Reviewing the Cannabis Act – Cannabis | Weed | Marijuana

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Justin Trudeau’s hashtag government is finally reviewing the Cannabis Act – a year late.

They want to know: has cannabis legalization been successful?

Not in the sense of whether it’s been working for those who buy, sell, and consume cannabis. No, according to the Liberal’s Cannabis Act, the review must focus on Indigenous people, home growing, and whether legalization has helped the children.

After all, it was never about your right to your body. Post-COVID, it’s clear that freedom doesn’t exist. It’s a privilege handed out whenever the corporate state sees fit.

According to Justin’s Health Minister, this review will be “inclusive” and “evidence-driven.” And the result will “strengthen the act so that it meets the needs of all Canadians while continuing to displace the illicit market.” 

You can see the problem here.

Reviewing the Cannabis Act – a year late.

Reviewing the Cannabis Act

Reviewing the Cannabis Act is a year late. The Liberals said they’d do it three years after legalization. Nevertheless, it’s here. 

A couple of federal ministers announced how the Liberals would be reviewing the Cannabis Act. Like the Legalization Task Farce, there will be an “expert panel” led by retired career bureaucrat Morris Rosenberg.

Rosenberg is well-liked across the board. Everyone expects him to do a competent job.

And he might. But any recommendations can be ignored by Justin Trudeau’s hashtag government. Reviewing the Cannabis Act may not yield any positive results for anyone.

The government hasn’t named the other members of the “expert panel.”

Confines of the Review 

Reviewing the Cannabis Act

The issue with reviewing the Cannabis Act is that the Act itself demands “dual objectives of protecting public health and maintaining public safety.”

“Public health” means more of the same political spin about cannabis’ alleged harms and impact on children and indigenous people. Interesting that the federal government needs to hold the hand of these two identity groups.

I thought children had parents and mentors who looked after them. And aren’t indigenous people free, adult human beings?

This is why Justin Trudeau’s government is a hashtag government. They care more for optics and sound bytes than substance—they fake sincerity.

And this causes real-world destruction.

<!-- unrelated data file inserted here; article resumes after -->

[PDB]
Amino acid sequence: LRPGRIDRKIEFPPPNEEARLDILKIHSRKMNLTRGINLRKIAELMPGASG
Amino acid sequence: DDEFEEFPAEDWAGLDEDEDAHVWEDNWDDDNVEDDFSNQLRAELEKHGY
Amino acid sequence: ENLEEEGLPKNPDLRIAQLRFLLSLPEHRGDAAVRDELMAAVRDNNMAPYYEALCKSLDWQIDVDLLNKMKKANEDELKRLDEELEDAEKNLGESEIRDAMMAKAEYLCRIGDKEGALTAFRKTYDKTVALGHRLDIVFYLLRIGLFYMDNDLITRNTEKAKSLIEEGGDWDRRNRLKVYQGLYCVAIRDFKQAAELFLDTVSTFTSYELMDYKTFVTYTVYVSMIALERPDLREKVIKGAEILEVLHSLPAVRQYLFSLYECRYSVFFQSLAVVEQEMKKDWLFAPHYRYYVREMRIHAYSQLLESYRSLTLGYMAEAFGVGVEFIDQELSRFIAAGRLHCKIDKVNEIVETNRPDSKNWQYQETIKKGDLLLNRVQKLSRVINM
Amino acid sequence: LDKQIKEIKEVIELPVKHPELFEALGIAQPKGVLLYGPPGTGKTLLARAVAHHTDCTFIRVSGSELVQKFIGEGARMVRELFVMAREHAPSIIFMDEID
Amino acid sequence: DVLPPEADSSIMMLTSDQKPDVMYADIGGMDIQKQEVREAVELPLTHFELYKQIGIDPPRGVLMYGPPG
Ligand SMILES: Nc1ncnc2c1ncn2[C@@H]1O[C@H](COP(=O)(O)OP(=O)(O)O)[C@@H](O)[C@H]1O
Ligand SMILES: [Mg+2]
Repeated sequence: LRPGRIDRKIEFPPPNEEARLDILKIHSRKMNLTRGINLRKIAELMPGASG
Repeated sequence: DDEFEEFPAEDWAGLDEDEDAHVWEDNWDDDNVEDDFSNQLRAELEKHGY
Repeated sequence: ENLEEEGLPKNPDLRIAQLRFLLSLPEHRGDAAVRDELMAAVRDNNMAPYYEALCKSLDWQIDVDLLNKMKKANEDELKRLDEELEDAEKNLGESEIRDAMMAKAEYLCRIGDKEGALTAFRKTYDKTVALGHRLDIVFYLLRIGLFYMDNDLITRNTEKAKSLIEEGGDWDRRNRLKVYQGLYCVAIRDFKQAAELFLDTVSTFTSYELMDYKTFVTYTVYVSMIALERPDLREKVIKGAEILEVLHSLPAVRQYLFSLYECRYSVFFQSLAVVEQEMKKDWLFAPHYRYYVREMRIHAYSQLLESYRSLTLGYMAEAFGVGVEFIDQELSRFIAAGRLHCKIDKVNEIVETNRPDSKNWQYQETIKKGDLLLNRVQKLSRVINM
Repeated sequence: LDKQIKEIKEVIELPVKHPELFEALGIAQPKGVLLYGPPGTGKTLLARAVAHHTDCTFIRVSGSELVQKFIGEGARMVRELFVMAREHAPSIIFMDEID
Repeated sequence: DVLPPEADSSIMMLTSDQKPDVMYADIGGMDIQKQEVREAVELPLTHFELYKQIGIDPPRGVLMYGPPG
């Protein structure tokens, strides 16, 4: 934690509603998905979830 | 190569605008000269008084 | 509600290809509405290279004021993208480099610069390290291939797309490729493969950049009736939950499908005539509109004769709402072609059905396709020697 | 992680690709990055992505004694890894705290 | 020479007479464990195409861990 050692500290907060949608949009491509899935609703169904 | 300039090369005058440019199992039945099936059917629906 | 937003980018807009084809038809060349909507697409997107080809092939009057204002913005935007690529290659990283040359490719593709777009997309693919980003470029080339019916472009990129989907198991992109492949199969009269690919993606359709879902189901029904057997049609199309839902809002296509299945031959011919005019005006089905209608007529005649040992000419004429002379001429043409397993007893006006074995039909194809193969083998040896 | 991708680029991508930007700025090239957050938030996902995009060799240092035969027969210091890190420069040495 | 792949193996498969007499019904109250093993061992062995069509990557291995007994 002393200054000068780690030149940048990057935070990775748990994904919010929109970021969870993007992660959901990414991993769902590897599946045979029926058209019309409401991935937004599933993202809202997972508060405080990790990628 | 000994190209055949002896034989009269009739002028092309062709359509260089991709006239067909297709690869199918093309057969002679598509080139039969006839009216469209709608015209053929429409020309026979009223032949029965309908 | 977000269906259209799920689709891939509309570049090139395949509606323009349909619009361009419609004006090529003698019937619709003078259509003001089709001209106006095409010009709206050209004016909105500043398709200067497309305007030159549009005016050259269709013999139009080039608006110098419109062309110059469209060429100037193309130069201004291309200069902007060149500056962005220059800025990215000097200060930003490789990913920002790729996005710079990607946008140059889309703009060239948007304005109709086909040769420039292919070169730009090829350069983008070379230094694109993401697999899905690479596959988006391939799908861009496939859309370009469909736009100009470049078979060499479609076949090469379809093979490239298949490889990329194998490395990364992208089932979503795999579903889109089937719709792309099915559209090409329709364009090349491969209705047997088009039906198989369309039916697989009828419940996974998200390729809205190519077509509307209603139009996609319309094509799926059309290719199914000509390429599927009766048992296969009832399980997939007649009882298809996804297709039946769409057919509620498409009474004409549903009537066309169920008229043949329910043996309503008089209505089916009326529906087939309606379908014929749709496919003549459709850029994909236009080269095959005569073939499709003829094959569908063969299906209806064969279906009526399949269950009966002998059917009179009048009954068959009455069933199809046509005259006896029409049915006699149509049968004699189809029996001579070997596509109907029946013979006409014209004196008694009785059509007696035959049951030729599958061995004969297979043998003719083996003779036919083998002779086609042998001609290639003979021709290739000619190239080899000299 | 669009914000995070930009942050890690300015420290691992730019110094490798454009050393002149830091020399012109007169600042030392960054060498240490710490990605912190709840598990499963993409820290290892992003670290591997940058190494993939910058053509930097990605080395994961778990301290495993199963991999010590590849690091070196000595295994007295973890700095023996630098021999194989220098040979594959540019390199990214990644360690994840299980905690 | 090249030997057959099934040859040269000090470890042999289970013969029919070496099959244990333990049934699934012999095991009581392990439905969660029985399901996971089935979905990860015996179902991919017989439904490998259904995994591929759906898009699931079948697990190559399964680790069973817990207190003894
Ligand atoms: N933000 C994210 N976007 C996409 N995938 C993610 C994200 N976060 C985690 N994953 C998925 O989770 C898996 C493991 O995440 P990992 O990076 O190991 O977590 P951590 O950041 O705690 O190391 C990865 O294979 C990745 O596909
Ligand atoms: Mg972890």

Look at the amount of plastic waste the Cannabis Act has created. Combined with face masks showing up in the ocean, fertilizer mandates, and not building pipelines, Justin Trudeau’s hashtag government has been a net negative for the environment.

Justin, his cronies and supporters don’t understand that fossil fuels are necessary to transition off fossil fuels. You can’t dictate consumer demand and expect the market to follow.

This hubris is why the illegal cannabis market still exists.

The “public health” approach to cannabis prevents BC Bud from operating aboveboard.

Cutting bureaucratic red tape and refocusing legalization away from “public health” and toward a viable commercial industry needs to be done.

What Canadians choose to do with their bodies is of no concern to the federal government.

Reviewing the Cannabis Act: 18 Months Later

Reviewing the Cannabis Act is not only a year late, but they expect the “expert panel” to take 18 months to conclude.

The problem is, with the current excise tax regime, many smaller producers won’t last. 

The government hasn’t rewarded those who have tried to play by the rules.

And that’s the problem in a nutshell. If you want to displace the “black market,” you must make it worthwhile for those individuals to get licences.

But when even the large licensed producers complain about an overtly restricted regime, what incentive does BC Bud have?

Reviewing the Cannabis Act means an “expert” panel will spend 18 months and hundreds of thousands of taxpayer dollars focusing in the wrong direction.

Fortunately, alongside public health busybodies, the panel will also hear from the cannabis industry and the general public.

So there’s an opportunity to turn the tide. Direct the narrative away from concern about children, edibles, and home-growing to excise taxes and a bloated bureaucracy.

Ottawa doesn’t license craft brewers in British Columbia. It has no business doing the same for cannabis.


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